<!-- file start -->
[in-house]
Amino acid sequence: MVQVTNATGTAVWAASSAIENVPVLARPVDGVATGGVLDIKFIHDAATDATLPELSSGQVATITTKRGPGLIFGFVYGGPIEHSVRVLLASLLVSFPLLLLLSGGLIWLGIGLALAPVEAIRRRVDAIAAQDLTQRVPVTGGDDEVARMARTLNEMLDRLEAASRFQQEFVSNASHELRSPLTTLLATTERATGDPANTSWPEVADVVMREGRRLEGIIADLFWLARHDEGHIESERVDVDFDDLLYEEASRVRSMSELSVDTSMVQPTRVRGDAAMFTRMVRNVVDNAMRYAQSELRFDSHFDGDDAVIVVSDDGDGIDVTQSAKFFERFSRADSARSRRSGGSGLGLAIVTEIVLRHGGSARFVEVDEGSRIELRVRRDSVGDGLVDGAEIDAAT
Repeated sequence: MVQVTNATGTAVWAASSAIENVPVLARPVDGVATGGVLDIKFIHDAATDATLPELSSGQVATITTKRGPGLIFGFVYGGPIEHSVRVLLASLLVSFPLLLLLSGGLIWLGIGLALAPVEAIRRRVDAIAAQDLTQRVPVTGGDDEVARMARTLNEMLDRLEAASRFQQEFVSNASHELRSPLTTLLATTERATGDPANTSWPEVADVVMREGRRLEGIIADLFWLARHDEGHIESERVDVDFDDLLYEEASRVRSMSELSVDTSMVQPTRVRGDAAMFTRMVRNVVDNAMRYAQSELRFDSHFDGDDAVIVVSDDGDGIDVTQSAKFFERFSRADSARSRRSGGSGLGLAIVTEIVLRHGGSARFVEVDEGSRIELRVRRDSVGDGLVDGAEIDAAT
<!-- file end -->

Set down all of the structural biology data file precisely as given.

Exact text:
[in-house]
Amino acid sequence: MVQVTNATGTAVWAASSAIENVPVLARPVDGVATGGVLDIKFIHDAATDATLPELSSGQVATITTKRGPGLIFGFVYGGPIEHSVRVLLASLLVSFPLLLLLSGGLIWLGIGLALAPVEAIRRRVDAIAAQDLTQRVPVTGGDDEVARMARTLNEMLDRLEAASRFQQEFVSNASHELRSPLTTLLATTERATGDPANTSWPEVADVVMREGRRLEGIIADLFWLARHDEGHIESERVDVDFDDLLYEEASRVRSMSELSVDTSMVQPTRVRGDAAMFTRMVRNVVDNAMRYAQSELRFDSHFDGDDAVIVVSDDGDGIDVTQSAKFFERFSRADSARSRRSGGSGLGLAIVTEIVLRHGGSARFVEVDEGSRIELRVRRDSVGDGLVDGAEIDAAT
Repeated sequence: MVQVTNATGTAVWAASSAIENVPVLARPVDGVATGGVLDIKFIHDAATDATLPELSSGQVATITTKRGPGLIFGFVYGGPIEHSVRVLLASLLVSFPLLLLLSGGLIWLGIGLALAPVEAIRRRVDAIAAQDLTQRVPVTGGDDEVARMARTLNEMLDRLEAASRFQQEFVSNASHELRSPLTTLLATTERATGDPANTSWPEVADVVMREGRRLEGIIADLFWLARHDEGHIESERVDVDFDDLLYEEASRVRSMSELSVDTSMVQPTRVRGDAAMFTRMVRNVVDNAMRYAQSELRFDSHFDGDDAVIVVSDDGDGIDVTQSAKFFERFSRADSARSRRSGGSGLGLAIVTEIVLRHGGSARFVEVDEGSRIELRVRRDSVGDGLVDGAEIDAAT